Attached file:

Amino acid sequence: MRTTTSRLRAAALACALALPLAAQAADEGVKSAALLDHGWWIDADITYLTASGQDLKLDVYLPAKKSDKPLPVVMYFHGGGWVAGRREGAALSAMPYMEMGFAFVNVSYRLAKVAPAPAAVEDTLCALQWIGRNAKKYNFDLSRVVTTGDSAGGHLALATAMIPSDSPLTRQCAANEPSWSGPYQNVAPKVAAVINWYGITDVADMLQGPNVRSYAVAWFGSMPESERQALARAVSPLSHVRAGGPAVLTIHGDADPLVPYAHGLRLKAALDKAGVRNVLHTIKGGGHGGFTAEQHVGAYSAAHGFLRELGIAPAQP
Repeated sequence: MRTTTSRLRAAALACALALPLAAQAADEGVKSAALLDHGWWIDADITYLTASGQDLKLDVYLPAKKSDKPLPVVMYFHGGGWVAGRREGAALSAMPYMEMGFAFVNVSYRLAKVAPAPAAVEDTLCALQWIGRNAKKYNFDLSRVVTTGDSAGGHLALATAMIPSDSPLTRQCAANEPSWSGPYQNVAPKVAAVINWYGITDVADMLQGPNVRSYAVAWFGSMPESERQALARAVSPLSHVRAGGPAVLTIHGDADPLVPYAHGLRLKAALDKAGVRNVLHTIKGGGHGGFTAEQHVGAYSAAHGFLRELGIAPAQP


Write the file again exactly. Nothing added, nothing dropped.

Amino acid sequence: MRTTTSRLRAAALACALALPLAAQAADEGVKSAALLDHGWWIDADITYLTASGQDLKLDVYLPAKKSDKPLPVVMYFHGGGWVAGRREGAALSAMPYMEMGFAFVNVSYRLAKVAPAPAAVEDTLCALQWIGRNAKKYNFDLSRVVTTGDSAGGHLALATAMIPSDSPLTRQCAANEPSWSGPYQNVAPKVAAVINWYGITDVADMLQGPNVRSYAVAWFGSMPESERQALARAVSPLSHVRAGGPAVLTIHGDADPLVPYAHGLRLKAALDKAGVRNVLHTIKGGGHGGFTAEQHVGAYSAAHGFLRELGIAPAQP
Repeated sequence: MRTTTSRLRAAALACALALPLAAQAADEGVKSAALLDHGWWIDADITYLTASGQDLKLDVYLPAKKSDKPLPVVMYFHGGGWVAGRREGAALSAMPYMEMGFAFVNVSYRLAKVAPAPAAVEDTLCALQWIGRNAKKYNFDLSRVVTTGDSAGGHLALATAMIPSDSPLTRQCAANEPSWSGPYQNVAPKVAAVINWYGITDVADMLQGPNVRSYAVAWFGSMPESERQALARAVSPLSHVRAGGPAVLTIHGDADPLVPYAHGLRLKAALDKAGVRNVLHTIKGGGHGGFTAEQHVGAYSAAHGFLRELGIAPAQP